CURRENT ALLERGY & CLINICAL IMMUNOLOGY JOURNAL OF THE ALLERGY SOCIETY OF SOUTH AFRICA
Vol 34, No 1 June 2021
- The insta-diet
Social media for healthcare professionals
- Pearls and pitfalls of using social media in allergy
- Allergy to Cannabis Sativa: an unusual type of ‘weed’ allergy
- The value (or otherwise) of social media to the medical professional
- The viral spreading of pseudoscientific and quackery health messages on Twitter
Authors: S Karabus
Abstract: There’s no doubt that we will look back on this time as the period during which it became mandatory to start every email with ‘I hope you are safe and well in these difficult times ….’
Who would ever have imagined how the world could change, and how rapidly? Medicine in the era of COVID-19 has had to suddenly change tack and evolve very quickly in order to continue to provide for the healthcare needs of entire populations.This global pandemic has emerged in and wreaked havoc on wholly unprepared societies in both the developed and the developing world. It has had an arguably unprecedented impact across the globe: widespread social disruption and isolation, general hardship and economic loss have visited devastation upon many levels of society, and that is certainly the case in South Africa. To adapt the words of the poet James Shirley, we could call this phenomenon ‘COVID the Leveller’, because that it has certainly been: few are immune to it, and in its dust all will be equal made.
SOCIAL MEDIA FOR HEALTHCARE PROFESSIONALS: NEW ETHICAL GUIDELINES
Authors: Brandon Ferlito, Selaelo Mametja
Abstract: The popularity and use of social media have grown at exponential rates over the past few years. Many healthcare professionals (HCPs) consider the use of social media in their daily prctice as a positive, rather than a negative. However, concern is growing that HCPs may expose themselves unwittingly to ethical dilemmas when using social media. Although HCPs should not be discouraged from using the benefits of social media, they still need to be aware of any potential ethical pitfalls, even if such consequences of using social media are unintended. As a result, the Health Professions Council of South Africa (HPCSA) published the booklet: ‘Ethical Guidelines on Social Media’, which aims to help HCPs understand their ethical responsibilities when making use of social media.
Keywords: new ethical guidelines, social media, healthcare professionals
AMERICAN COLLEGE OF ALLERGY, ASTHMA & IMMUNOLOGY POSITION PAPER ON THE USE OF TELEMEDICINE FOR ALLERGISTS
Authors: Tania Elliott, Jennifer Shih, Chitra Dinakar, Jay Portnoy, Stanley Fineman
The integration of telecommunications and information systems in health care first began four decades ago with 500 patient consultations performed via interactive television. The use of telemedicine services and technology to deliver health care at a distance is increasing exponentially. Concomitant with this rapid expansion is the exciting ability to provide enhancements in quality and safety of care. Telemedicine enables increased access to care, improvement in health outcomes, reduction in medical costs, better resource use, expanded educational opportunities, and enhanced collaboration between patients and physicians. These potential benefits should be weighed against the risks and challenges of using telemedicine. The American College of Allergy, Asthma and Immunology advocates for incorporation of meaningful and sustained use of telemedicine in allergy and immunology practice. This article serves to offer policy and position statements of the use of telemedicine pertinent to the allergy and immunology subspecialty.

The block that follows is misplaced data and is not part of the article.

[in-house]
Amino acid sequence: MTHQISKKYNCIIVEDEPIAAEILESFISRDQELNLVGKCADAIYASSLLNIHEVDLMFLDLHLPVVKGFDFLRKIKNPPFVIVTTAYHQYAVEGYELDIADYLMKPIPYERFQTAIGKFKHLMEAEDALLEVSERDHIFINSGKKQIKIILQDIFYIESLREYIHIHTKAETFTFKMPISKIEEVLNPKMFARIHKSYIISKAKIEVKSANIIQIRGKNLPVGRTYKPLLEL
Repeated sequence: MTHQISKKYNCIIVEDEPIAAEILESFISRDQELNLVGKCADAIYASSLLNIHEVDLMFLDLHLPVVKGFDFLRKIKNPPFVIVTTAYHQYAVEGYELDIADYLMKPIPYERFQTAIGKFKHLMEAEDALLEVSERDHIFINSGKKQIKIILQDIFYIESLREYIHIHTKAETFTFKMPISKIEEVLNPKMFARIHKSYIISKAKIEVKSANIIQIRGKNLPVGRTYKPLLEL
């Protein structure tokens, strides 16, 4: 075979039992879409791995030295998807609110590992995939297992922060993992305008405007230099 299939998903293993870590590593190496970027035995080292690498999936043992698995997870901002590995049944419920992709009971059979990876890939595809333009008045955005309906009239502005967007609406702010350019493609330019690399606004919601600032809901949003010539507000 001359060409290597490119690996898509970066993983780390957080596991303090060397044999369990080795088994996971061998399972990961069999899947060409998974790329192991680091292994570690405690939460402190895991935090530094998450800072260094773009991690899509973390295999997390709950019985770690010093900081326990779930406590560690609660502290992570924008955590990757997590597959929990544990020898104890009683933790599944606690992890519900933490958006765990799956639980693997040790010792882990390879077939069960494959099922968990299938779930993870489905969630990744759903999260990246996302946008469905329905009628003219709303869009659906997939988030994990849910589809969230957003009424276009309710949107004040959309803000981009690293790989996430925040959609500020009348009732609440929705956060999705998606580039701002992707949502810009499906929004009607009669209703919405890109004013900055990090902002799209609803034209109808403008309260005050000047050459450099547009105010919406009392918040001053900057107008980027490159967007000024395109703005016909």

Republished with permission from Elsevier Inc. Ann Allergy Asthma Immunol 2017;119:512–517.
THE VIRAL SPREADING OF PSEUDOSCIENTIFIC AND QUACKERY HEALTH MESSAGES ON TWITTER – FINDING A COMMUNICATION VACCINE
Authors: George Claassen
Abstract: One of the most serious problems for both scientists and journalists reporting on scientific findings and research is the growing online presence of quackery, pseudoscience and alternative ‘facts’ in the health field. The focus on this phenomenon sharpened in the wake of the Ebola outbreak of 2013–2016 and has now come under the spotlight even more intensely during the COVID-19 pandemic. This viral spread of pseudoscience and quackery has reached communities at large, often leading to the adoption of conspiracy theories about vaccines and to pseudoscientific advice on medication against the viruses being heeded. This study investigates the presence and power of pseudoscientific messages about health matters on Twitter and how some scientists are trying to use the social media platform to counteract quackery.